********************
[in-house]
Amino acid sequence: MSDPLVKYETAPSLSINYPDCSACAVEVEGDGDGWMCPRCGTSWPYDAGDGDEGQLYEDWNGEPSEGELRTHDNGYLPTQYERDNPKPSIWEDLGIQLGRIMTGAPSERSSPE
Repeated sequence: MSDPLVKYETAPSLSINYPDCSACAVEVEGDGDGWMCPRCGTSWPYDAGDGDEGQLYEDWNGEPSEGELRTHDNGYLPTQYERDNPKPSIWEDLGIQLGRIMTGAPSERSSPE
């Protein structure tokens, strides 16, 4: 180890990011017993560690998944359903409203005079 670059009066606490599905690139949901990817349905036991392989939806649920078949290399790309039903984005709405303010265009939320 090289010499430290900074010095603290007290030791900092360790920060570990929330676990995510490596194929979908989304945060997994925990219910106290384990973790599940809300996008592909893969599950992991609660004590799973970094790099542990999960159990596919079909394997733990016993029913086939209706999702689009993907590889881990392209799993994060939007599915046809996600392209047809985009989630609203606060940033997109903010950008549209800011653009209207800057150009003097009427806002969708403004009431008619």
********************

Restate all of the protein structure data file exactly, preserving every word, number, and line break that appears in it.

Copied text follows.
[in-house]
Amino acid sequence: MSDPLVKYETAPSLSINYPDCSACAVEVEGDGDGWMCPRCGTSWPYDAGDGDEGQLYEDWNGEPSEGELRTHDNGYLPTQYERDNPKPSIWEDLGIQLGRIMTGAPSERSSPE
Repeated sequence: MSDPLVKYETAPSLSINYPDCSACAVEVEGDGDGWMCPRCGTSWPYDAGDGDEGQLYEDWNGEPSEGELRTHDNGYLPTQYERDNPKPSIWEDLGIQLGRIMTGAPSERSSPE
């Protein structure tokens, strides 16, 4: 180890990011017993560690998944359903409203005079 670059009066606490599905690139949901990817349905036991392989939806649920078949290399790309039903984005709405303010265009939320 090289010499430290900074010095603290007290030791900092360790920060570990929330676990995510490596194929979908989304945060997994925990219910106290384990973790599940809300996008592909893969599950992991609660004590799973970094790099542990999960159990596919079909394997733990016993029913086939209706999702689009993907590889881990392209799993994060939007599915046809996600392209047809985009989630609203606060940033997109903010950008549209800011653009209207800057150009003097009427806002969708403004009431008619």